These are preliminary reports that have not been peer-reviewed. They should not be regarded as conclusive, guide clinical practice/health-related behavior, or be reported in news media as established information. For more information, please see our FAQs.

Voltammetric pH Measurements in Unadulterated Foodstuffs, Urine, and Serum with 3D-Printed Graphene/poly(lactic Acid) Electrodes

submitted on 18.08.2020 and posted on 19.08.2020 by Fakher M. Rabboh, Glen O'Neil
The pH of a system is a critical descriptor of its chemistry – impacting reaction rates, solubility, chemical speciation, and homeostasis. As a result, pH is one of the most commonly measured parameters in food safety, clinical, and environmental laboratories. Glass pH probes are the gold standard for pH measurements, but suffer drawbacks including frequent recalibration, wet storage of the glass membrane, difficulty in miniaturization, and interferences from alkali metals. In this work, we describe a voltammetric pH sensor that uses a 3D-printed graphene/poly(lactic acid) filament electrode that is pretreated to introduce quinone functional groups to the graphene surface. After thoroughly characterizing the pretreatment parameters using outer-sphere and inner-sphere redox couples, we measured pH by reducing the surface-bound quinones, which undergo a pH-dependent 2e/2H+ reduction. The position of the redox peak was found to shift –60 ± 2 mV pH-1 at 25 ºC, which is in excellent agreement with the theoretical value predicted by the Nernst Equation (–59.2 mV pH-1). Importantly, the sensors did not require the removal of dissolved oxygen prior to successful pH measurements. We investigated the impact of common interfering species (Pb2+ and Cu2+) and found that there was no impact on the measured pH. We subsequently challenged the sensors to measure the pH of unadulterated complex samples including cola, vinegar, serum, and urine, and obtained excellent agreement compared to a glass pH electrode. In addition to the positive analytical characteristics, the sensors are extremely cheap and easy to fabricate, making them highly accessible to a wide range of researchers. These results pave the way for customizable pH sensors that can be fabricated in (nearly) any geometry for targeted applications using 3D-printing.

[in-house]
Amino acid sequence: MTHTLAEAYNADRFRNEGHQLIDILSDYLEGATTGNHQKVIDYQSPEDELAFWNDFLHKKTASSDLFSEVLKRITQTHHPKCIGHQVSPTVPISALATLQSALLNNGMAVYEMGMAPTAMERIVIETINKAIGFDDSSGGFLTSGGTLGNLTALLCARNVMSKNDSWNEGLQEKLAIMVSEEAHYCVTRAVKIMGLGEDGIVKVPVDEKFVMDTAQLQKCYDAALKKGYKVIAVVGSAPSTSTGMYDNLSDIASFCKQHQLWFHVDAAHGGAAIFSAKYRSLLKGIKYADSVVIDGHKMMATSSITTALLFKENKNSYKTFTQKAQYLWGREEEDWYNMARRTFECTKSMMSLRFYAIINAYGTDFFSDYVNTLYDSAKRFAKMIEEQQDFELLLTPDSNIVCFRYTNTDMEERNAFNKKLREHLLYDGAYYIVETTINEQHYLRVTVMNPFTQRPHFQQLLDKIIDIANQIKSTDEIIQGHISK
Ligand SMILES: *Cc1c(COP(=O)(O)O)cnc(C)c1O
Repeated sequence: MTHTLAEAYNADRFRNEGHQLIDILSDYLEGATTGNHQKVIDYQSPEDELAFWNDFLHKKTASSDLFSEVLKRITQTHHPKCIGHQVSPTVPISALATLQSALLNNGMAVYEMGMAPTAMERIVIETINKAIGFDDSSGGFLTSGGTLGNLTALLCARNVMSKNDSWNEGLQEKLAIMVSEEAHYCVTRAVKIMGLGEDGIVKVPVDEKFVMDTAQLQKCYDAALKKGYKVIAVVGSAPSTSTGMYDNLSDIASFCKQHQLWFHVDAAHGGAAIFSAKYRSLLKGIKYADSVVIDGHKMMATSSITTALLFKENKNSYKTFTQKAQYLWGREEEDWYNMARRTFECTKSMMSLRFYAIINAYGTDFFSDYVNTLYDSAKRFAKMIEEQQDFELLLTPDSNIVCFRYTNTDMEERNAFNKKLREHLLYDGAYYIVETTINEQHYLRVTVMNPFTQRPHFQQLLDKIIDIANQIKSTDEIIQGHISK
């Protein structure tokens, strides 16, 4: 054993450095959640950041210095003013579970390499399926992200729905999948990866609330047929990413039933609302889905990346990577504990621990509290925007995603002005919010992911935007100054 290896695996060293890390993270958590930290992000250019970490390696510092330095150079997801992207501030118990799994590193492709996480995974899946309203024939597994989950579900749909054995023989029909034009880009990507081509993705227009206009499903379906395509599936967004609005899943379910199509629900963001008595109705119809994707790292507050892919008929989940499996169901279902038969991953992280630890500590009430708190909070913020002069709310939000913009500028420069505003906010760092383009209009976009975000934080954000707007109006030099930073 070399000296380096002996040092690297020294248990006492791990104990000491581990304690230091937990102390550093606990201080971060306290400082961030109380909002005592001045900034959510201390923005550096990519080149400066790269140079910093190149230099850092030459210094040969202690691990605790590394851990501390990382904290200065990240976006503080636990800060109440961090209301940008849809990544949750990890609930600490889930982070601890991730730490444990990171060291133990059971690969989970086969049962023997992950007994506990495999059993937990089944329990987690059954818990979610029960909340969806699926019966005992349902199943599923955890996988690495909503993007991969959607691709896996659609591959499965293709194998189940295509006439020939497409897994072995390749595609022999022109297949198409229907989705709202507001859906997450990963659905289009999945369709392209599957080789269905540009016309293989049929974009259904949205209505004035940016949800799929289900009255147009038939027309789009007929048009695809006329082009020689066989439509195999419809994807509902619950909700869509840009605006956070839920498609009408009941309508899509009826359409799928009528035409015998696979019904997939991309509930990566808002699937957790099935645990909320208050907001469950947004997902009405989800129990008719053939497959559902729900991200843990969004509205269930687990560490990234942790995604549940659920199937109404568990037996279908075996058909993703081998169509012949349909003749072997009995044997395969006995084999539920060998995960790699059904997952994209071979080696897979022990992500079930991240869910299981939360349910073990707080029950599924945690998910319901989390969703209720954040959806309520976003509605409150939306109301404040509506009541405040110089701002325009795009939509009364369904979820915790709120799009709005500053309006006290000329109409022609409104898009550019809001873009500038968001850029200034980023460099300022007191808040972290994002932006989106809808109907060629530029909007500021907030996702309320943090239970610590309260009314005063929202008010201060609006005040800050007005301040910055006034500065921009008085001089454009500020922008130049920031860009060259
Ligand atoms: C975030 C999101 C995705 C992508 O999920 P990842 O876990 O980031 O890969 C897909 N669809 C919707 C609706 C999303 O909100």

NASA NJ Space Grant Consortium


Email Address of Submitting Author


Montclair State University


United States of America

ORCID For Submitting Author


Declaration of Conflict of Interest

We declare no conflict of interest


Logo branding